Veteran 'King of the Fells' runner dies

Joss Naylor running on a countryside path
Joss Naylor was known for his incredible running achievements and support for local charities [MARTIN CAMPBELL / BRATHAY TRUST]

Record-breaking veteran fell runner Joss Naylor, who was known as the King of the Fells, has died aged 88.

The sheep farmer broke the Lake District 24-hour record three times and ran the fastest known times on the Three Peaks, Welsh 3,000ers and Pennine Way.

The Climbers Shop in Ambleside wrote on Facebook that he died on Friday evening "in the company of family and friends".

The Fell Runners Association said it was "hugely saddened" by his death, adding he "inspired so many".

His friend Terry Abraham described him as a legend who was "respected around the world".

Joss Naylor sat down with his dog in the Lake District
The Lake District sheep farmer set several long-distance records [BRATHAY TRUST]

Born in Wasdale Head, Cumbria, Mr Naylor took up running in 1960.

In 1986, aged 50, he ran all 214 Wainwrights in seven days. When he turned 60 he ran 60 Lakeland fell-tops in 36 hours and at 70 ran 70 Lakeland fells.

In February 2021, he told BBC Countryfile he was running two to three times a week on the fell tops among "the best views on this earth".

Mr Naylor was appointed an MBE for services to sport and charity in 2007.

Mr Naylor walking on a countryside path after finishing a race. He is wearing a t-shirt which says 'Joss 60 at 60'
Mr Naylor celebrated milestone birthdays with extraordinary feats [BBC]

Chairman of The Fell Runners Association, Stuart Ferguson, said: "We are hugely saddened by the news that the legend that is Joss Naylor has passed away.

"Joss inspired so many and will be ever remembered for what he gave to our unique sport."

Joss Naylor running on a track - footage from BBC tape in 1977
Mr Naylor took part in a 24-hour running record at Crystal Palace in 1977 [BBC]

Mr Naylor was a patron for the Brathay Trust, which said he used his long-distance races to raise about £40,000 for the youth charity between 2007 and 2019.

"He's known for his incredible running achievements, but he used his running to support local charities, including disadvantaged children and young people," fundraising manager, Scott Umpleby, said.

The charity said Mr Naylor "didn't hesitate" to say yes to becoming a patron in 2007.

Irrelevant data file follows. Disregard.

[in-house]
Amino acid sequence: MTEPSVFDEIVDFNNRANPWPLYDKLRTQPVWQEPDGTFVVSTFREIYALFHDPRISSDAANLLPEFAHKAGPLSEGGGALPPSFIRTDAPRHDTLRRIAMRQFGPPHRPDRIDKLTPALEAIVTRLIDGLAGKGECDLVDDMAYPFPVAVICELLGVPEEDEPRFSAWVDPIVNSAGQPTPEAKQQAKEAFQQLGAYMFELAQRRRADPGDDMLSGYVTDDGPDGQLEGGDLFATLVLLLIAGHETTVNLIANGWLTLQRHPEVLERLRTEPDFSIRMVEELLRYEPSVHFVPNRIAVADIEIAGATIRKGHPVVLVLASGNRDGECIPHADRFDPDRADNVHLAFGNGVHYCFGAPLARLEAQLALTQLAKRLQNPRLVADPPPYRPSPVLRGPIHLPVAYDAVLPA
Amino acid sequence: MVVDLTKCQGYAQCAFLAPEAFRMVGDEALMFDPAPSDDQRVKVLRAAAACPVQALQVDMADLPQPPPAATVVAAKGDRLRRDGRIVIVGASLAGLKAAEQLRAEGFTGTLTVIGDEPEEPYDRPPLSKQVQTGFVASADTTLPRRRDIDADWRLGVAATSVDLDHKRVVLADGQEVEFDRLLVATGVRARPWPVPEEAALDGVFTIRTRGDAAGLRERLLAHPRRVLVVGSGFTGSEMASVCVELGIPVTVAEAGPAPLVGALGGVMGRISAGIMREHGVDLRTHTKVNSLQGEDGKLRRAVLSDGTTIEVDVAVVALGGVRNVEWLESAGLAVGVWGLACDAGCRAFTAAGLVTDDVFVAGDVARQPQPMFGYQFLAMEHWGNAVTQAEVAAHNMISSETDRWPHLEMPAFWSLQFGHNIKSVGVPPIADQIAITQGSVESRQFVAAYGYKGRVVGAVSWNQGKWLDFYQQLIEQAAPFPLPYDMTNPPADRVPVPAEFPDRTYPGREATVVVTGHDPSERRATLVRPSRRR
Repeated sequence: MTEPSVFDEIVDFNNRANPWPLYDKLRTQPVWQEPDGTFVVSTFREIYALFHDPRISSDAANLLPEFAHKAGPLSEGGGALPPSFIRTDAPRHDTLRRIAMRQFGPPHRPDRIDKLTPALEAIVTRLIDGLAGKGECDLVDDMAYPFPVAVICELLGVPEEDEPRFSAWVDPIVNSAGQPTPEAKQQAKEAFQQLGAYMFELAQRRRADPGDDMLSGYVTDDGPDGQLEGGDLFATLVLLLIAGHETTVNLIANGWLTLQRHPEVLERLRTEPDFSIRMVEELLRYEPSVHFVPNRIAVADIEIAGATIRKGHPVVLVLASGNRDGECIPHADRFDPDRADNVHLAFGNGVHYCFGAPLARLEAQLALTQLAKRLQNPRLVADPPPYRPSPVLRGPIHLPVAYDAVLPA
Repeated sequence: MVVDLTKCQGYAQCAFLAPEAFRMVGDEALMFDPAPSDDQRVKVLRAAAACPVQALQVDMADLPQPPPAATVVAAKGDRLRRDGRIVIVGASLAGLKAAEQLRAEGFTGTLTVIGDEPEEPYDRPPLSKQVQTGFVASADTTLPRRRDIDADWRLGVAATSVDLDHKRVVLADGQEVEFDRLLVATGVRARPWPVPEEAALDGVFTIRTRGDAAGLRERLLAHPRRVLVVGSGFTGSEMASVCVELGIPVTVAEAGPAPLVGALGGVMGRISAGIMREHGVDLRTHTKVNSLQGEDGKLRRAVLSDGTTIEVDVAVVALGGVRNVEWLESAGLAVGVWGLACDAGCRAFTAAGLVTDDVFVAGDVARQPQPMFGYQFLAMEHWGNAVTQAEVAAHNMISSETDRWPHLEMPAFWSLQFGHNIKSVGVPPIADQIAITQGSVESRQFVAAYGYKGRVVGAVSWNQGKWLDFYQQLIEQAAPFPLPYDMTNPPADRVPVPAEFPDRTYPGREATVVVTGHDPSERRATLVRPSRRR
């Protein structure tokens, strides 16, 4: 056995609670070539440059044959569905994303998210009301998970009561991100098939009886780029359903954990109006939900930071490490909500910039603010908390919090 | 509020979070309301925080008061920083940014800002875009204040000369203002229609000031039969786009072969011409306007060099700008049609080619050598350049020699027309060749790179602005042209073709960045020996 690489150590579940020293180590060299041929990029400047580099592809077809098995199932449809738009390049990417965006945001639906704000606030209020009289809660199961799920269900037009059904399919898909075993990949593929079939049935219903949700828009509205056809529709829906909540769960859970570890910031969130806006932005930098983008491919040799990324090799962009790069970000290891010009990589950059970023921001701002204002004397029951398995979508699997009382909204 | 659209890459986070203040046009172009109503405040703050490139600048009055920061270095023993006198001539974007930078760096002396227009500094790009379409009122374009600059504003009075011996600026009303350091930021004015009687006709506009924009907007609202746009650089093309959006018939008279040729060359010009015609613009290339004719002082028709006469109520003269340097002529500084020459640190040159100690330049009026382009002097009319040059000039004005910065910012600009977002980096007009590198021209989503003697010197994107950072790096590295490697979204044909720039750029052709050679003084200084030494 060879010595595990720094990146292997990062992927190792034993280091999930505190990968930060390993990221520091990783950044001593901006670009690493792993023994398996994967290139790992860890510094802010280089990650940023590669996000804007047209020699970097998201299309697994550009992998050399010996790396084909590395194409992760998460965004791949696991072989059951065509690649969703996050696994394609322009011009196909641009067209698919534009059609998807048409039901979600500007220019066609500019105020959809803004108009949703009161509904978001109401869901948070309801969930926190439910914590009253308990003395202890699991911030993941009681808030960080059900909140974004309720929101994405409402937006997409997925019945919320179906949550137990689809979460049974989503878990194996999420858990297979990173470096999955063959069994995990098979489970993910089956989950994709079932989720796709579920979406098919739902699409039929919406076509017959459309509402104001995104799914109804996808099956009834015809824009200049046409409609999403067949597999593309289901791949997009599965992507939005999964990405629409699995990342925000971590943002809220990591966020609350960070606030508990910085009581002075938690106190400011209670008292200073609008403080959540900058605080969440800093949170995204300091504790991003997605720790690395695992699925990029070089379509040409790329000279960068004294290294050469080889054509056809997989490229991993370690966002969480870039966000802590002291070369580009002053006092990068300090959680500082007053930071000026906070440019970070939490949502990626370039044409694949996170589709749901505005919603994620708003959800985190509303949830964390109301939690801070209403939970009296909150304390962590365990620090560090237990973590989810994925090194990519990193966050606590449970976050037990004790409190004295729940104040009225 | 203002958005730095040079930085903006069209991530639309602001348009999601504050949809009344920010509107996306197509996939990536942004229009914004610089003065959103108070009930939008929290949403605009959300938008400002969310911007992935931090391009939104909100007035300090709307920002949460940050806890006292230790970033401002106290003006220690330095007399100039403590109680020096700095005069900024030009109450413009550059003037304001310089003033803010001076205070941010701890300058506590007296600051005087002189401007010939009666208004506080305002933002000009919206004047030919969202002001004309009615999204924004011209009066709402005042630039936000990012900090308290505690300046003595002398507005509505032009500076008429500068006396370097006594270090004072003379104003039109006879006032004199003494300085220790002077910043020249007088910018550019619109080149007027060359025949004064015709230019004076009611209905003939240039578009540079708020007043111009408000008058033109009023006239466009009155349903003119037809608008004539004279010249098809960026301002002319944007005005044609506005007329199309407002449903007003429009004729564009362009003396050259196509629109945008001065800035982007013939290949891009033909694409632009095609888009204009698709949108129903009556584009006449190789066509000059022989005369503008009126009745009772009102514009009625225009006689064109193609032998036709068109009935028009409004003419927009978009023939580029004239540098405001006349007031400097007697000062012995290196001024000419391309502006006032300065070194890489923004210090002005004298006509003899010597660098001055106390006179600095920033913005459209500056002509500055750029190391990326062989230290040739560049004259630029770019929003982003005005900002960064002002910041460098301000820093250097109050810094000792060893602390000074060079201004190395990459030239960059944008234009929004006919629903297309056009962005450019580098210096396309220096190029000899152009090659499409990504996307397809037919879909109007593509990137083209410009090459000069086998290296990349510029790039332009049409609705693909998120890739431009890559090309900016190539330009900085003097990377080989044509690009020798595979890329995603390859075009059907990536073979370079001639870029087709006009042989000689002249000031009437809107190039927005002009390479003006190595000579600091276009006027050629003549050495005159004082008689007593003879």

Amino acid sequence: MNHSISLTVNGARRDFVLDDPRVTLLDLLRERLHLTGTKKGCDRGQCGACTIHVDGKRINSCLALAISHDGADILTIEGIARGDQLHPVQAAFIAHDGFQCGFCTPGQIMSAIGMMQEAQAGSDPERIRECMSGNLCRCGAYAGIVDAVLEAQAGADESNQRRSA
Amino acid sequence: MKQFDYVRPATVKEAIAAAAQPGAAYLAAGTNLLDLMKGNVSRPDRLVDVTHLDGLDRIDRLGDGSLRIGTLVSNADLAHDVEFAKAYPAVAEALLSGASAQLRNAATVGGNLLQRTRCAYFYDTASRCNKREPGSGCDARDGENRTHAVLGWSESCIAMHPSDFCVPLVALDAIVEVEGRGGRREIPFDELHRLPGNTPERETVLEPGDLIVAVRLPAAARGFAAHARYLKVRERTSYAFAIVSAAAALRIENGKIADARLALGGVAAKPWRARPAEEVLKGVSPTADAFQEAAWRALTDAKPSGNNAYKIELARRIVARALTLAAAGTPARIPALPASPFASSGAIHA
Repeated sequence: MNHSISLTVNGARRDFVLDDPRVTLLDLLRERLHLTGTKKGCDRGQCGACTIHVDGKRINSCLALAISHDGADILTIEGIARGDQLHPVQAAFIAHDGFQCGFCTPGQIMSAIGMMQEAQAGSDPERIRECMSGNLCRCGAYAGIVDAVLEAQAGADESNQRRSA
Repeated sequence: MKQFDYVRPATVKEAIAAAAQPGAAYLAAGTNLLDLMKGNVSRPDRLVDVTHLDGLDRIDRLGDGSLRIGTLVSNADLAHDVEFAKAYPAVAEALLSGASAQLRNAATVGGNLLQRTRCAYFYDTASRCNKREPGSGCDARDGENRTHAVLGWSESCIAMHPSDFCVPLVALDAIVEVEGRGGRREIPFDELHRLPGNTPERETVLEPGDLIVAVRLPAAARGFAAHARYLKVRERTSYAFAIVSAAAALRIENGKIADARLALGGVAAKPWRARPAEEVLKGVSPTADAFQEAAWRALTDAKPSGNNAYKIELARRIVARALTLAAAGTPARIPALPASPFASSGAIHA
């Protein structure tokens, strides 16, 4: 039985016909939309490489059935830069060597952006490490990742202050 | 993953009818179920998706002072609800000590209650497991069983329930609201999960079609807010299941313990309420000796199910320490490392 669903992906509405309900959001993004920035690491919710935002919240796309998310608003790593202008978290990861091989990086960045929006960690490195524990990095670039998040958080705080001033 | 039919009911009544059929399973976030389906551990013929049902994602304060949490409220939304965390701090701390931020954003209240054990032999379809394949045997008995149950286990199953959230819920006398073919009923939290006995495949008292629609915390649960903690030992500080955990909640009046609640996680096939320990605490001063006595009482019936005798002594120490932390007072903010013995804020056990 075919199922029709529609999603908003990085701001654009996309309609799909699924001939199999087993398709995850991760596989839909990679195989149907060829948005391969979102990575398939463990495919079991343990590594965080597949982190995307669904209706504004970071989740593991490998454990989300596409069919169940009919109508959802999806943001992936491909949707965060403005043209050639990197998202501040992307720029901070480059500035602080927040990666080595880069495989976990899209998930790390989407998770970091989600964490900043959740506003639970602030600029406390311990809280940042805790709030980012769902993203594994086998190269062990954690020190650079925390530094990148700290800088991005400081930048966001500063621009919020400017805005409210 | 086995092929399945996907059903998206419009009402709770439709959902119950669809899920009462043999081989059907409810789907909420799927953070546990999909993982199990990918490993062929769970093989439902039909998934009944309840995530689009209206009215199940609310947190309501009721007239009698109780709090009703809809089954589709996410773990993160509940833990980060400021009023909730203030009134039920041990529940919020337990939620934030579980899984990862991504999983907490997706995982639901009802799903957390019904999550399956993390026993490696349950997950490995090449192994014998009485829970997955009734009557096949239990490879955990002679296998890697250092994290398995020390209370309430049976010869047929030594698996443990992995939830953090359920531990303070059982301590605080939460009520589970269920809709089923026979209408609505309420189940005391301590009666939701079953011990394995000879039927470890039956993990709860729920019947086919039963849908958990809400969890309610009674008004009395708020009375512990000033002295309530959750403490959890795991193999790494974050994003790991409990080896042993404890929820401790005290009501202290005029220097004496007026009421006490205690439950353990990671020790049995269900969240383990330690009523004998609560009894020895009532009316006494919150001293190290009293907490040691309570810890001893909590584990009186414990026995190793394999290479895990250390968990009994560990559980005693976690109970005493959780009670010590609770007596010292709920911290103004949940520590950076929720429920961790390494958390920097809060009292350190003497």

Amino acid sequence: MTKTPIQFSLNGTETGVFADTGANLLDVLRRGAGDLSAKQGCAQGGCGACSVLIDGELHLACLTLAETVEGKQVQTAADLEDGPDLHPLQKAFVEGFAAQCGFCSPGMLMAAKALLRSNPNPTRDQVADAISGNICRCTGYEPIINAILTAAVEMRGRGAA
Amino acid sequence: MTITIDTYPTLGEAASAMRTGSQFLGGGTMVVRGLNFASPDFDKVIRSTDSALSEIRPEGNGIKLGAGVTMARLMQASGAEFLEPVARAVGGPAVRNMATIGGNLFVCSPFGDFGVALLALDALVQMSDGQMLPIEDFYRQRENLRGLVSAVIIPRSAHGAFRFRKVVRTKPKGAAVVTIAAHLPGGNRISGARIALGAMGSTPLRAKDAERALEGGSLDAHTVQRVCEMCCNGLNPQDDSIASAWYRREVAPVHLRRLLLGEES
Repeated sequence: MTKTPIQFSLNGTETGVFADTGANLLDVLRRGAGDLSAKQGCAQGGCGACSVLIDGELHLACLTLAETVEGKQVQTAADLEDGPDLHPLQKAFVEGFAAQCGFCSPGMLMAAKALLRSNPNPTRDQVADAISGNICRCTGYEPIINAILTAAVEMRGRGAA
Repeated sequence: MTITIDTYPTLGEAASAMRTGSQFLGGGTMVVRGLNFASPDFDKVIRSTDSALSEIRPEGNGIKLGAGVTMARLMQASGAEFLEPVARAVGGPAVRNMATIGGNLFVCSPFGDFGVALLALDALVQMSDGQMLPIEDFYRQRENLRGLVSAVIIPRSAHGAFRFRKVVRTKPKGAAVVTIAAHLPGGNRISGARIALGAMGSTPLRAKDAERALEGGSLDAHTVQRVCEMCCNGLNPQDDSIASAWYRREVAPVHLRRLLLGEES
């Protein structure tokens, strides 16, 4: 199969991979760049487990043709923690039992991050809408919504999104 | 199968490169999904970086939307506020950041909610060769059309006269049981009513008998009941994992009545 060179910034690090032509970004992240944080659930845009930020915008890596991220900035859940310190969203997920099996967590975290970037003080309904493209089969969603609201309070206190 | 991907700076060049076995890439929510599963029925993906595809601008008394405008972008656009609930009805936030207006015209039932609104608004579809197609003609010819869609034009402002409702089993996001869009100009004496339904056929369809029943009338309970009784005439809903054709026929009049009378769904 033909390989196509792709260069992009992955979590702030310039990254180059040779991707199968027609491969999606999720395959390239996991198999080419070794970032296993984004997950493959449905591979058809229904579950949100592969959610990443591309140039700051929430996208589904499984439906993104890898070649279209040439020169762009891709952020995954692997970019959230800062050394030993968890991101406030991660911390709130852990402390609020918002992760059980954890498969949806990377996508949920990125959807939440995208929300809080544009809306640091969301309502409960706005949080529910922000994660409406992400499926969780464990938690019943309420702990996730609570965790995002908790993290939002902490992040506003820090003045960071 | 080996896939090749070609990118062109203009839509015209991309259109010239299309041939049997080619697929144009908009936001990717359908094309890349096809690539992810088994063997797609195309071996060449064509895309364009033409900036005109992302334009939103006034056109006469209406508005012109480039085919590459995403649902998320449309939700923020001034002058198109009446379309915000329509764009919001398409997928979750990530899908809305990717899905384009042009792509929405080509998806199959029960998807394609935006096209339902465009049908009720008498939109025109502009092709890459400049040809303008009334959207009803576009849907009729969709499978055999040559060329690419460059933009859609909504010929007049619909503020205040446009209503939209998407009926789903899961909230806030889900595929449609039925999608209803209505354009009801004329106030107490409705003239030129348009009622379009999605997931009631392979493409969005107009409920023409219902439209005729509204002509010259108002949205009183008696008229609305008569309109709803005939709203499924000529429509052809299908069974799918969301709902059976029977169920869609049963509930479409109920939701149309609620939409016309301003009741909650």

Mr Umpleby said the trust would put on races and Mr Naylor "attended every year" until he suffered a stroke in 2021.

Joss Naylor sitting down to talk to the camera with the backdrop of the Lake District
He was described as a "humble, down to earth man whose incredible athleticism was known and respected around the world" [BRATHAY TRUST]

"He was always so positive... his legendary status was so wide and we would get queues of people to see him," Mr Umpleby said.

"Last year, he was determined to come and watch - even from his wheelchair.

"On a personal level, I started fell running and racing as a teenager in the 1980s and Joss was already a legendary figure. I really looked up to him."

Joss Naylor sitting down to talk to the camera
Joss Naylor was described as a "legendary figure" in fell running [BBC]

Mr Abraham, a broadcaster and photographer, wrote a tribute on Facebook describing his friend as a "humble, down to earth man whose incredible athleticism was known and respected around the world, let alone within Cumbria".

"I admired and respected Joss from afar years prior to our meeting and have stayed friends since."

Mr Abraham said his friend would "no doubt be up there now looking down upon his ancestral home" in the Lake District.

The smiling winner of the Welsh race Matthew Atkinson holding the trophy beside experienced runner Colin Donnelly and Joss. It is a sunny day and there are trees in the background
Mr Naylor in Eryri in 2021 for the 50th anniversary of the 1000m Welsh Peaks Race [Welsh 1000m Peaks Race]

A Facebook tribute from the 1000m Welsh Peaks Race, which Mr Naylor completed several times in the 1970s, said he had left a "legacy of excellence."

"The fell and mountain running community across the UK will have been touched by his stalwart presence over decades, and now his sad passing.

"Thank you for leaving a legacy of excellent running in the Welsh 1000m Peaks Race, with many notable wins in the the race's first years of the 1970s.

"Diolch yn fawr iawn Joss Naylor - gorffwys mewn heddwch."

A certificate from 1973 awarded to My Naylor for coming first in the Class A division in the Welsh 1000m Peaks Race. He completed the 28km, 2700 ascent challenge in three hours and 28 minutes
Mr Naylor ran the Welsh 1000m Peaks Race several times in the 1970s [The Welsh 1000m Peaks Race]

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